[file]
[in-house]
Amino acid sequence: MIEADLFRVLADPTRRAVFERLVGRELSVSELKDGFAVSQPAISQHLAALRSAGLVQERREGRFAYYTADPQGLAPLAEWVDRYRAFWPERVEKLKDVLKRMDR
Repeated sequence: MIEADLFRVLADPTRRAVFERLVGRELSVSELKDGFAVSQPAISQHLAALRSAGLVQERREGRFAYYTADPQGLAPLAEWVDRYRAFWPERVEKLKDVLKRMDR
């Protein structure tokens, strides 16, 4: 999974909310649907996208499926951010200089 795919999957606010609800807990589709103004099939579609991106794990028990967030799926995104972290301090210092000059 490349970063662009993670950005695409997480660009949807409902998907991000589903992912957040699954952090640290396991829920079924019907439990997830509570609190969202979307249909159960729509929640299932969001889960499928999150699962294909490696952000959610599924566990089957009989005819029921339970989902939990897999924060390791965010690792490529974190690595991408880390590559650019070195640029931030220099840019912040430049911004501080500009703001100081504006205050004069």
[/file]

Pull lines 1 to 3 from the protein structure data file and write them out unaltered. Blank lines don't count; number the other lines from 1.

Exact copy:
[in-house]
Amino acid sequence: MIEADLFRVLADPTRRAVFERLVGRELSVSELKDGFAVSQPAISQHLAALRSAGLVQERREGRFAYYTADPQGLAPLAEWVDRYRAFWPERVEKLKDVLKRMDR
Repeated sequence: MIEADLFRVLADPTRRAVFERLVGRELSVSELKDGFAVSQPAISQHLAALRSAGLVQERREGRFAYYTADPQGLAPLAEWVDRYRAFWPERVEKLKDVLKRMDR